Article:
Vital Strategies believes that every person deserves the protection of a strong public health system. We work to help governments enact policies and build capacity to stem preventable death and disease.
Addressing the global epidemic of noncommunicable diseases (NCDs) is central to our work. NCDs account for 70 percent of the world’s deaths, killing 15 million people between the ages of 30 and 69—during what should be the most productive years of their lives—every year. The burden of this epidemic falls disproportionately on low- and middle-income countries, where 85 percent of these premature deaths occur. Beyond this already devastating toll, NCDs inflict lifelong pain and suffering on millions and perpetuate cycles of poverty, depriving people of livelihoods and saddling them with debt. Failing to address NCDs will seriously impede global development. Fortunately, the majority of NCD death and disease – from cardiovascular disease, cancers, respiratory diseases and diabetes – can be prevented with strong government action.
The United Nations High-Level Meeting on NCDs represents an important opportunity to provide a road map for countries to commit to the policy actions that are known to prevent NCDs.
On the eve of this meeting, we urge heads of state and governments to unite, and to show the political leadership needed to tackle this century’s leading killer. Unfortunately, while the political declaration on NCDs includes promising advances, it does not go far enough to address this crisis. Where the political document is vague, we urge governments to be concrete, focusing on the evidence-driven, readily implementable interventions proven to stem cancer, diabetes, and lung and heart disease. In particular, we urge governments to take up the mantle of the WHO Best Buys on risk factors for NCDs.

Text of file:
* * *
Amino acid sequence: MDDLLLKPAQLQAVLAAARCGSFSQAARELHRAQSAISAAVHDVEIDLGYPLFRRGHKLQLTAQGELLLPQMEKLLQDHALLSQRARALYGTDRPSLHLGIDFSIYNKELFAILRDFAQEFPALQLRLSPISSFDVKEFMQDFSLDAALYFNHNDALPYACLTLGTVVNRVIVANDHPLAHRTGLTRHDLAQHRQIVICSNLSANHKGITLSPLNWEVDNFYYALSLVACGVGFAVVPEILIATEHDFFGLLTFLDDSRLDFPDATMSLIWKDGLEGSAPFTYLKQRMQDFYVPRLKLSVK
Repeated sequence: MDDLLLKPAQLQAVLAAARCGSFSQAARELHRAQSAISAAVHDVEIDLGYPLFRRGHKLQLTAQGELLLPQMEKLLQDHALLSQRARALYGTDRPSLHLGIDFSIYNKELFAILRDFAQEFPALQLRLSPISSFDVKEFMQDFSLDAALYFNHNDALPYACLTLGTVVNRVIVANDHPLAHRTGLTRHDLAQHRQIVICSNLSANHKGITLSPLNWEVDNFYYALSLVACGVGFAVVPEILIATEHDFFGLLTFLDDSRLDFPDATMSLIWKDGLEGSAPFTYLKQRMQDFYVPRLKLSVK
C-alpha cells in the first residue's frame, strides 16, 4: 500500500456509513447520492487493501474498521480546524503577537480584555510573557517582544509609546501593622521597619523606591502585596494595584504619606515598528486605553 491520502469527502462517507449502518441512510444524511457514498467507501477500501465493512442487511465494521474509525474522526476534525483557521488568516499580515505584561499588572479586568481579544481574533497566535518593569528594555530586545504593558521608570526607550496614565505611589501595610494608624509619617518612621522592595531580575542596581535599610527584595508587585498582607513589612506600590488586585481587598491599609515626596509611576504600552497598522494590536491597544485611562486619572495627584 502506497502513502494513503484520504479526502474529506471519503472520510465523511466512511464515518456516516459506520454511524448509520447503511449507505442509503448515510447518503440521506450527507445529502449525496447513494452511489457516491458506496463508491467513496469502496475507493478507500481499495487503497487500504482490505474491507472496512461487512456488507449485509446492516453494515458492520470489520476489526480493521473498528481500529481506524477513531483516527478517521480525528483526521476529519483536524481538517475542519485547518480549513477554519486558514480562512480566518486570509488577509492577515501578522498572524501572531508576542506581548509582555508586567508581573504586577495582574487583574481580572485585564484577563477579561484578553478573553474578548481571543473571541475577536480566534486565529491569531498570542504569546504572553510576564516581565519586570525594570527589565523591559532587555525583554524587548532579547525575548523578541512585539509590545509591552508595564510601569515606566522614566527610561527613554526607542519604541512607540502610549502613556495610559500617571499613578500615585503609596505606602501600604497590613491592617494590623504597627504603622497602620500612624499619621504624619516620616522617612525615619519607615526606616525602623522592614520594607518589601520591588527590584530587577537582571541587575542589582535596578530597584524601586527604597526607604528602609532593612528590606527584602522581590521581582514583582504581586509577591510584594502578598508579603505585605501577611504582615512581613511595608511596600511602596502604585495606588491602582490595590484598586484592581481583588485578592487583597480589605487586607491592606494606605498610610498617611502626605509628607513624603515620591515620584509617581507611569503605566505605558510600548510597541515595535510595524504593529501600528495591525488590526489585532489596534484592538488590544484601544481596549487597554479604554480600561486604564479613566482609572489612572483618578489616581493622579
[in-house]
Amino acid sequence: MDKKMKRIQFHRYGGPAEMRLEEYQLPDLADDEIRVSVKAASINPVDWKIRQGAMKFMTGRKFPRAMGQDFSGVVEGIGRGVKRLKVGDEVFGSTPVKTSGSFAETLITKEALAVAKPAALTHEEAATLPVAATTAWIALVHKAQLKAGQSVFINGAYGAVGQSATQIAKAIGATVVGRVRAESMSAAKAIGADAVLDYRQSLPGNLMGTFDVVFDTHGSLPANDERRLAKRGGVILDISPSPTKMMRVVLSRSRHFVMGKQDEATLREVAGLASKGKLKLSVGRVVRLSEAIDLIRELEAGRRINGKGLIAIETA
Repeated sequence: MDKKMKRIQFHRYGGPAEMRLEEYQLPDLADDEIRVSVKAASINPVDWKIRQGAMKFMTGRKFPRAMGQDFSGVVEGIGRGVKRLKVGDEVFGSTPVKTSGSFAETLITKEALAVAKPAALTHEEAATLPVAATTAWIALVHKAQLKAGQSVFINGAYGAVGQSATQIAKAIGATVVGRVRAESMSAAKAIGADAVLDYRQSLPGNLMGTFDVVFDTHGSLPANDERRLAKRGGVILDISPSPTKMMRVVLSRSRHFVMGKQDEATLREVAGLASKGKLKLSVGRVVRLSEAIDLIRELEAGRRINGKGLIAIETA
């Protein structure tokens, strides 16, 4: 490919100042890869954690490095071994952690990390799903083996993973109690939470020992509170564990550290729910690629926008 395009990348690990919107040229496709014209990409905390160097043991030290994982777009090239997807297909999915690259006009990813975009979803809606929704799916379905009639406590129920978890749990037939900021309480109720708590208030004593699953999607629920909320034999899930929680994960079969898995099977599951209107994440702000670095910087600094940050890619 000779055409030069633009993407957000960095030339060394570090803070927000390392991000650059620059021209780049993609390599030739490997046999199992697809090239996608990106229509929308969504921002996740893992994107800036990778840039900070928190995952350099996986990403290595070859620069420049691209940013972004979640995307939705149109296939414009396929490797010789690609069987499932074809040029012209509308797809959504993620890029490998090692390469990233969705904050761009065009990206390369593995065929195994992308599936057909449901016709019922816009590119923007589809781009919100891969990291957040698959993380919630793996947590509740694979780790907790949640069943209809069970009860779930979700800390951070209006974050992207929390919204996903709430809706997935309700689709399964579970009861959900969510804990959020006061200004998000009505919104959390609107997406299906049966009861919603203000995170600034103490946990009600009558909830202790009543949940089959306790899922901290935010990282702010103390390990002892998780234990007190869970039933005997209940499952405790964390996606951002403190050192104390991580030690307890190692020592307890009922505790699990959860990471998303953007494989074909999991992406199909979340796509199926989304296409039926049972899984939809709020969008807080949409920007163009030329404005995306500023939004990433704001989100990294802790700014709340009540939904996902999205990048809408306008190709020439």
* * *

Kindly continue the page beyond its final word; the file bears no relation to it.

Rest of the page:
First, we call on governments to commit to implementing the proven, cost-effective WHO Best Buys, particularly taxes on unhealthy commodities. Taxes not only drive down consumption, they can also generate income for health programs. Especially when combined with other proven policy measures, tax increases can save millions of early deaths by NCDs.
Investments in NCDs improve health and promote economic development, and can stop a cycle of disability, chronic suffering, poverty, and death in low- and middle-income countries. Yet NCDs receive on average less than 2 percent of all health funding, an entirely insufficient amount. Funding from taxes could help fill this gap.
Second, we call on governments to implement policies that prioritize the well-being of society over industry profits. We urge governments to stand up to industry interference, especially around sugary beverages, tobacco and alcohol, as well as the provisions of the Trade-Related Aspects of Intellectual Property Rights (TRIPS) agreement.
Finally, we suggest that cities, which can be engines for health, take action rather than waiting for national governments to act. From London to Bengaluru, we’re seeing cities drive progress against NCDs. Innovative measures across a range of NCDs and risky behaviors mean that hundreds of millions of urban dwellers are on track to living healthier lives. Much more is possible if cities act boldly.